727 F.2d 1329 (4th Cir. 1984), 81-2060, Jones v. Dodson

Docket Nº:81-2060, 81-2091.
Citation:727 F.2d 1329
Party Name:Clara B. JONES, Appellee, v. Ray M. DODSON, both individually and in his capacity of Sheriff of Page County, Appellant. Edward M. SEDWICK, Appellant, v. Ray M. DODSON, Individually and in his capacity of Sheriff of Page County, Appellee.
Case Date:February 07, 1984
Court:United States Courts of Appeals, Court of Appeals for the Fourth Circuit

Page 1329

727 F.2d 1329 (4th Cir. 1984)

Clara B. JONES, Appellee,


Ray M. DODSON, both individually and in his capacity of

Sheriff of Page County, Appellant.

Edward M. SEDWICK, Appellant,


Ray M. DODSON, Individually and in his capacity of Sheriff

of Page County, Appellee.

Nos. 81-2060, 81-2091.

United States Court of Appeals, Fourth Circuit

February 7, 1984

Argued Feb. 9, 1983.

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Edward J. White, Alexandria, Va. (George W. Shanks, Luray, Va., on brief), for appellant.

Douglas L. Guynn, Harrisonburg (Phillip C. Stone, Wharton, Aldhizer & Weaver, Harrisonburg, on brief), for appellee.

Before PHILLIPS, and CHAPMAN, Circuit Judges, THOMAS E. FAIRCHILD, Senior United States Circuit Judge for the Seventh Circuit, sitting by designation.


Plaintiffs Clara B. Jones and Edward M. Sedwick brought this action under 42 U.S.C. Sec. 1983 against Sheriff Ray M. Dodson for wrongfully discharging them from the Sheriff's Department because of their political affiliations and expressions. The jury returned a verdict for the plaintiffs on both claims. On Dodson's motion for judgment n.o.v., the district court upheld the verdict in favor of Jones 1 but granted judgment notwithstanding the verdict on the claim by Sedwick. On cross-appeals by the aggrieved parties, we conclude that the court failed properly to apply controlling doctrine in critical respects prejudicial to Sedwick on his claim and to Dodson on Jones's claim. On that basis we vacate the judgment and remand for limited new trials as to both claims.


This controversy arises from an imbroglio of criminal activity and political machination in the Page County, Virginia, Sheriff's Department in the mid-1970's. The only undisputed facts of the case are that Jones and Sedwick, two Democratic department employees hired by an incumbent Democratic Sheriff, were "terminated" by the Republican successor to that office. The reasons for the discharges and other issues were hotly disputed by the parties but were resolved by the jury in favor of Jones and Sedwick.

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Sedwick, a lifelong Democrat active at times in party affairs, joined the Page County Sheriff's Department in 1968 as a regular deputy under the then newly-elected Democratic Sheriff, Kenneth E. Kerkhoff. Sedwick and Kerkhoff had been friends before this time, and this friendship plus Sedwick's meritorious service to the department prompted Kerkhoff to elevate Sedwick to "Chief Deputy" with a rank of "lieutenant" in 1973. The promotion was more illusory than real, however, because it seemingly entailed nothing more than adding lieutenant's bars to the collar of Sedwick's uniform. Sedwick was given no additional duties or responsibilities and his salary was unaffected.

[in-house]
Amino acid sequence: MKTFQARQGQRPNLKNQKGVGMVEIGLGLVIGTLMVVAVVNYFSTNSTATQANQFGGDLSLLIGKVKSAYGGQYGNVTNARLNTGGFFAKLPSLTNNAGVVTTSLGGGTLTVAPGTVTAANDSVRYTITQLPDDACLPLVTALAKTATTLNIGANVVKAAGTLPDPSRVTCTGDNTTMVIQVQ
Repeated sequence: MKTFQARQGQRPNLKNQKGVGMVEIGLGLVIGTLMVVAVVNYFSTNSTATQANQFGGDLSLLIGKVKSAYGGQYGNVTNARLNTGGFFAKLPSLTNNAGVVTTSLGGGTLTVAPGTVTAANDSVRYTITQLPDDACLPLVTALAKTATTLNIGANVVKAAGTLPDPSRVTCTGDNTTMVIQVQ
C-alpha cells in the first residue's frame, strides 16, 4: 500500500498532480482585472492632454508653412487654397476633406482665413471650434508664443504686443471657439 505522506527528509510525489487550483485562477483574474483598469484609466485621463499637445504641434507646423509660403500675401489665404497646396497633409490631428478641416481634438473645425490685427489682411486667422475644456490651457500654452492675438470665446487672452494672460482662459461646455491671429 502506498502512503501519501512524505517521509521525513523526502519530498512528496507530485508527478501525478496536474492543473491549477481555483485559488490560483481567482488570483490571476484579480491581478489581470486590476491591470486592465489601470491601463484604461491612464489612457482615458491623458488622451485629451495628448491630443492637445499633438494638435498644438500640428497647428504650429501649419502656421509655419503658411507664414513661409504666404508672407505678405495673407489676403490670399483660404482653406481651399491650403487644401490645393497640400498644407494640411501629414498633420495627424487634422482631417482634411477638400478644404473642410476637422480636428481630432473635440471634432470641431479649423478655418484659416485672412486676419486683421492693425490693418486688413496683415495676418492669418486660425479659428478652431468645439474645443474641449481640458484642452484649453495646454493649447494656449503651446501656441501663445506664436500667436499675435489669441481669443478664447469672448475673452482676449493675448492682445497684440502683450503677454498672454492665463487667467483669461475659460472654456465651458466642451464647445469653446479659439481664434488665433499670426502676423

In the mid-1970's, the department was scandalized by allegations that acts of corruption and criminal activity were being committed by members of the department. In January of 1976, the Page County Circuit Court removed Kerkhoff as sheriff and appointed Sedwick as interim sheriff. One month later, the Circuit Court appointed Dodson, a Republican, to replace Sedwick as acting sheriff until the regular elections were held in November. The contested discharges in this case took place during the time Dodson was acting sheriff--a time when politics and the Sheriff's Department were hotly discussed topics in Page County. Dodson was a candidate for the office of sheriff in the November election.

Aware of the political climate prevailing at the time of his ascension to office, Dodson informed all employees of the department that they were to stay out of politics, to concentrate on their work, and to leave political matters to him. Dodson testified at trial that he meant this prohibition to apply only while the employees were on duty; he did not care what political activity the employees engaged in while off duty. Dodson also testified that he abided by his own regulation, campaigning only during off-duty hours and using his personal car, and that he did not ask his employees to campaign or vote for him.

Dodson retained Sedwick during this interregnum, and there has not been any question about the adequacy of Sedwick's professional performance. On September 15, 1976, however, Dodson confronted Sedwick with allegations that Sedwick had been actively campaigning against him. Dodson testified that he had been advised that Sedwick, while on duty, had organized and attended a political meeting at Sedwick's home. The meeting, also attended by former Sheriff Kerkhoff, two former deputies, and Norris Richards, another current deputy of the department, was allegedly designed to promote Kerkhoff's candidacy for sheriff as an independent.